- Animal welfare—Animals may face novel hardships, including starvation, untreated disease, climatic extremes, uncertainty of rescue, and if rescued, uncertainty of adoption [5,6,7,8,9]. Consequently, many or most such animals are euthanized due to lack of space and resources [10,11]. Relatedly, some governments have established rules on zero sacrifice [12,13,14], which can become inoperable when pets accumulate unmanageably.
2.1. Historical and Current Management of Pet Overpopulation and Abandonment
- Legislation usually prescribes for identification of animals using microchips [52,53,54]—While microchips allow for identification of animals and owners, and thus avoidance of them being discarded on, for example, public roads, this approach does not prevent delivery of animals to shelters or kennels, which effectively constitutes abandonment. Owners may also abandon animals and claim they were lost, accidentally released, or that there were problems with the microchip data [55,56,57,58,59,60].
- Lack of legal alternative to abandonment—Pet owners may feel pressure to abandon when they face or experience unforeseen or unpredictable situations such as loss of employment, changes of residence, family health, pet behavior problems, incorrect expectations about pet owners’ responsibilities, pet biological needs, and feel they can no longer provide adequate care [64,65,66,67,68,69,70,71,72]. Although national laws may prohibit abandoning a pet, personal, family, economic or other circumstances may point to abandonment as the most feasible solution. This conflict of interests appears not to be legislated for and has therefore remained unresolved. Because of these applied legislative deficiencies, owner and state responsibilities are de facto shared, yet dictated by the owner’s personal situation and his ethical and moral principles. In our view, ameliorating pet overpopulation and abandonment requires fundamental shifts in promoting owner understanding of their responsibilities, as well as changes in the current management of breeding and sale.
- Lack of a comprehensive management system to address overpopulation and abandonment. The aforementioned characteristics lack of connection and coordination among them, and this is essential to tackle the problem properly.
2.2. Economic Factors and Costs of Overpopulation and Abandonment of Pets: Negative Externalities
- Negative impacts on biodiversity and ecosystems due to predation and disease transmission. Abandoned cats and dogs can present a threat to livestock and place native fauna at risk [84,85,86]. Abandoned or escaped exotic pets can impact local fauna due to predation and disease transmission and also cause irreversible damage to agriculture . Once established, eradication of exotic species is difficult and expensive. Currently, invasive species affect all countries [48,88]. In Europe, the economic cost from damage caused by invasive species (animals and plants) has been estimated at approximately €12.5 billion per year, although this figure may represent only 10% of the potential cost [89,90]. In the United States, economic losses caused by invasive alien species are estimated at a minimum of $120 billion per year .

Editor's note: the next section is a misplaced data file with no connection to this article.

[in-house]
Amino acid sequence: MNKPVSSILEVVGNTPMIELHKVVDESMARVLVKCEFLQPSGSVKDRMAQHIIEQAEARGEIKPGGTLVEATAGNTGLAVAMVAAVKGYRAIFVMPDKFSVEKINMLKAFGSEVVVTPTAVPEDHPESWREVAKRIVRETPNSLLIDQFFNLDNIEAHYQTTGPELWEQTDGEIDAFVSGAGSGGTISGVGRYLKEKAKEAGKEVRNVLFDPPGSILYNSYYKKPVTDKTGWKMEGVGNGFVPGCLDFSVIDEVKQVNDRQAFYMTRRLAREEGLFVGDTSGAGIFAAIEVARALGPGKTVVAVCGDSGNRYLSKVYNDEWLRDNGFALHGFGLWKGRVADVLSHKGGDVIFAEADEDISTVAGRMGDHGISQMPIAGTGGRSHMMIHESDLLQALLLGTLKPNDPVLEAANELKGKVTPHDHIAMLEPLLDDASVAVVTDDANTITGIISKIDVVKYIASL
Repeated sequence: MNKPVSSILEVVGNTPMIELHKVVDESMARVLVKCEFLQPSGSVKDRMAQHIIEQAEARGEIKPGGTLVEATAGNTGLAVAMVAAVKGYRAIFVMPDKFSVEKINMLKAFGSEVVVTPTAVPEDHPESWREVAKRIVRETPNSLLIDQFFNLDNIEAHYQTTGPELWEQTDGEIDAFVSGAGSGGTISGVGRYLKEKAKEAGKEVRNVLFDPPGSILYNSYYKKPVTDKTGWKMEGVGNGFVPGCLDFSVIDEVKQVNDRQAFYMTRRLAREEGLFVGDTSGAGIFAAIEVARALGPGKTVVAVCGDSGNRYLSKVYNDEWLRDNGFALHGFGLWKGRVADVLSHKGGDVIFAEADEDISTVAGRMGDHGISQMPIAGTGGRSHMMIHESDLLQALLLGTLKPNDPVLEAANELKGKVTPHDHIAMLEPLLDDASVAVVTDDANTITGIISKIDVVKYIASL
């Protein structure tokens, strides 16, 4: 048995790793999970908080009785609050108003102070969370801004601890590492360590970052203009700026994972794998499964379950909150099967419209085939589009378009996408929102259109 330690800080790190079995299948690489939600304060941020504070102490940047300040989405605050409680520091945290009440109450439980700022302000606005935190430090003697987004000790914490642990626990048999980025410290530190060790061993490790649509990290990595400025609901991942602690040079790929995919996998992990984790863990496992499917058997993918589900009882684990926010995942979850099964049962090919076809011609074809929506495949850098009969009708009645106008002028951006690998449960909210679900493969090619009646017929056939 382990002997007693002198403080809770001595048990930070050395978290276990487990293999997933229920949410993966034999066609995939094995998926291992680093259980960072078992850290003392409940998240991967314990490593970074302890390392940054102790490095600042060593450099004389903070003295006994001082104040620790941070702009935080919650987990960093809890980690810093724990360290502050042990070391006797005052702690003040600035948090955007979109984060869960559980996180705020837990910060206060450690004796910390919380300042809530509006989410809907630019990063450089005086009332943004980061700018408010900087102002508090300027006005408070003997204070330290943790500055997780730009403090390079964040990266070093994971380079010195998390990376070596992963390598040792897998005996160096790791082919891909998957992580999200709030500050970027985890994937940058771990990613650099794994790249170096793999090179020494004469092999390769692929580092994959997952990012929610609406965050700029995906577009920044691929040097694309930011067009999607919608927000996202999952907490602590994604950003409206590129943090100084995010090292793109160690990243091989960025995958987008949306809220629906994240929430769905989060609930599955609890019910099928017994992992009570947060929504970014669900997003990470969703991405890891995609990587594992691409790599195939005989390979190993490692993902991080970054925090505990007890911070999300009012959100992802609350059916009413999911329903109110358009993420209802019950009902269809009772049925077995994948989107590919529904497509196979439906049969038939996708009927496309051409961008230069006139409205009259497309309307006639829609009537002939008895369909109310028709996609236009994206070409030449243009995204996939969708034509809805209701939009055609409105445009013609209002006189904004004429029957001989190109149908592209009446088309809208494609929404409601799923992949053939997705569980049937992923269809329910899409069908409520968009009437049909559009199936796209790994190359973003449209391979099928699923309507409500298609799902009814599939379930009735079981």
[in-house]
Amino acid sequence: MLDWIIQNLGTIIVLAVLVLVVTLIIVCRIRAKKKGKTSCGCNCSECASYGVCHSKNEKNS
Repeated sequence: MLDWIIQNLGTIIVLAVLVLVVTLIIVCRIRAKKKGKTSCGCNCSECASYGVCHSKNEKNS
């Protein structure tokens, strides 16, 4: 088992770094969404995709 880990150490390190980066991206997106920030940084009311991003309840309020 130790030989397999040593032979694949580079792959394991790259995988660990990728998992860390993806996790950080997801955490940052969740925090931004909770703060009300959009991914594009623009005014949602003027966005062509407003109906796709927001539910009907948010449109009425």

- Pets are associated with more than 60 zoonotic diseases [92,93,94,95,96], most of which are linked to exotic pets. Dogs are carriers of several potentially debilitating and dangerous diseases, including rabies, which is endemic is parts of Europe [95,96], the United States , and Asia ). In the U.K. alone, the annual cost of treating zoonotic diseases transmitted from dogs to humans is around £10 million per year, and the cost of dog attacks on humans is £4 million per year . Exotic pets can transmit infections through stings, bites, or simple physical contact, potentially resulting in serious injury, disease, or even death [99,100]. Estimated costs for treating injury or infection caused by abandoned exotic pets are difficult to quantify but range from €250 per medical visit to €2500 per day of hospitalization . The trade and keeping of exotic pets are recognized as a significant factor in the emergence and spread of zoonotic diseases . Exotic pets are estimated to cause 60–75% of emerging diseases [48,103,104,105,106,107,108], including avian influenza and psittacosis from birds; salmonellosis from amphibians, reptiles, and birds; and hepatitis A, tuberculosis, monkey pox, and herpesvirus simiae-B from primates. SARS-Cov-2 (COVID-19) is thought to have been transmitted from wild animals to humans in wildlife markets in China  and the international trade in small carnivores . In some cases, these disease introduction risks are increased by the illegal trade in pets that are smuggled into countries by circumventing border controls , although for most invertebrates, fishes, amphibians, and reptiles, no border quarantine is applied. Cumulatively, the management costs of these diseases incur trillions of dollars, to which the many human losses of life must be added.
3.1. Ameliorating Overpopulation and Abandonment Using Control of Breeding and Sale
3.2. Improving Owners Responsability Using Compulsory Owner Health and Survival Liability Insurance
- Owners who, for any reason or unexpected circumstance, cannot continue to care for their pet can contact an insurer-approved pet shelter (under veterinary supervision and with a general no-kill policy) for collection.
- Pets can spend the rest of their lives in an approved shelter or be adopted under supervision.
- Inclusive civil liability insurance against personal and material damage arising from the ownership of the pet.
- Costs for lifelong pet support are assured, thus avoiding costs to the public purse.
3.3. Fostering Pet Welfare through Institutional, Legal, and Executive Guardianship
Institutional Review Board Statement
Data Availability Statement
Conflicts of Interest
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